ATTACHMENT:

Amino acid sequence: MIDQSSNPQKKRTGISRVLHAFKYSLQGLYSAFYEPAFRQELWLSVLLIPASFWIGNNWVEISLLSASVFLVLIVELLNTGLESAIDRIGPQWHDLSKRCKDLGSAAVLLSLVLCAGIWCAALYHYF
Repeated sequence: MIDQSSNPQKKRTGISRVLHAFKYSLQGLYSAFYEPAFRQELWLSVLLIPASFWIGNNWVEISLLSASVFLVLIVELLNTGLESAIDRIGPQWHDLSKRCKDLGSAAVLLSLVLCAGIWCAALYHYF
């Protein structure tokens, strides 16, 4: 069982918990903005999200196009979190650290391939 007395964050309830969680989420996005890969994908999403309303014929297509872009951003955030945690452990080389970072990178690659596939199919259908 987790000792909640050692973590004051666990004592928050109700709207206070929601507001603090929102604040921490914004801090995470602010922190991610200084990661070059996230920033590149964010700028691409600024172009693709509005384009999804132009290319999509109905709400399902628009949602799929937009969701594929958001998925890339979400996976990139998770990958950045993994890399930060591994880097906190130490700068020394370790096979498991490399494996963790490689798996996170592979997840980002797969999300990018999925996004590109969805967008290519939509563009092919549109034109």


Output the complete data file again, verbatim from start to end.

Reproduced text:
Amino acid sequence: MIDQSSNPQKKRTGISRVLHAFKYSLQGLYSAFYEPAFRQELWLSVLLIPASFWIGNNWVEISLLSASVFLVLIVELLNTGLESAIDRIGPQWHDLSKRCKDLGSAAVLLSLVLCAGIWCAALYHYF
Repeated sequence: MIDQSSNPQKKRTGISRVLHAFKYSLQGLYSAFYEPAFRQELWLSVLLIPASFWIGNNWVEISLLSASVFLVLIVELLNTGLESAIDRIGPQWHDLSKRCKDLGSAAVLLSLVLCAGIWCAALYHYF
């Protein structure tokens, strides 16, 4: 069982918990903005999200196009979190650290391939 007395964050309830969680989420996005890969994908999403309303014929297509872009951003955030945690452990080389970072990178690659596939199919259908 987790000792909640050692973590004051666990004592928050109700709207206070929601507001603090929102604040921490914004801090995470602010922190991610200084990661070059996230920033590149964010700028691409600024172009693709509005384009999804132009290319999509109905709400399902628009949602799929937009969701594929958001998925890339979400996976990139998770990958950045993994890399930060591994880097906190130490700068020394370790096979498991490399494996963790490689798996996170592979997840980002797969999300990018999925996004590109969805967008290519939509563009092919549109034109």